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Why Can’t You Be In Two Places At Once?

, , , | Working | June 7, 2017

(I’m very new to the hotel business, and have learned that there is only one person — me — working overnight. Lately, the customers having been complaining about me.)

Manager: “Why are there so many complaints about our overnight service?”

Me: “Probably because I’m delivering things to rooms when someone else calls needing stuff.”

Manager: “What can we do to make it better for you?”

Me: “Have someone else watch the desk while I deliver stuff?”

Manager: “NO!”

(My suggestion was ignored and the complaints kept coming. The manager never consulted me again on this matter and seemed happy with the complaints coming in. Sad.)

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Tearing Down Whatever You Built Up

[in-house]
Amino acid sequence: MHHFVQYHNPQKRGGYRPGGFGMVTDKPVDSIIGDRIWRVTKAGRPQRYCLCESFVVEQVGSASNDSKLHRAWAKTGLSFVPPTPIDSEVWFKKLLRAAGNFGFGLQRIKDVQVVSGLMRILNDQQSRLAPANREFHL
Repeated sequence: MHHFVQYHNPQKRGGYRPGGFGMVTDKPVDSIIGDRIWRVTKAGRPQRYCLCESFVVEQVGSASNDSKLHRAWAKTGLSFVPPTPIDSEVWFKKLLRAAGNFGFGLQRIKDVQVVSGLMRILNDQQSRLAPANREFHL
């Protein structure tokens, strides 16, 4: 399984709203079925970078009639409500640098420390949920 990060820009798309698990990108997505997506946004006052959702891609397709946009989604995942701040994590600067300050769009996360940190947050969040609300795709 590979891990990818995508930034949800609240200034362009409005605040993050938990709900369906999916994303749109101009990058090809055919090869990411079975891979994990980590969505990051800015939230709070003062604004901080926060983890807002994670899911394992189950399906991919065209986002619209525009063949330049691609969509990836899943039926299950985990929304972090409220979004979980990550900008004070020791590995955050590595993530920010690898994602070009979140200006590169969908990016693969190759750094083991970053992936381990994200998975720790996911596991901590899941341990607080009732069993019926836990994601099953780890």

, , , , , | Learning | June 1, 2017

One of the classes I take is basically a shop class. Our midterm grade is to build something for the area Inventor’s Fair.

I have a “friend” who can’t flesh out an original idea to save her life and while I have an idea, I can’t make it work. We end up partnering up — she fixes my idea– and we have the entirety of winter break to build the prototype and make the project’s poster-board and everything else for it. Well, we agree that I’ll do the research and poster-board because I’m not very good building things.

Halfway into break, I have the audacity to ask for pictures of the project for the board. She says, “Well, I built it, but it’s at my dad’s house in South Carolina and it wouldn’t fit in my bag to go on the plane home.”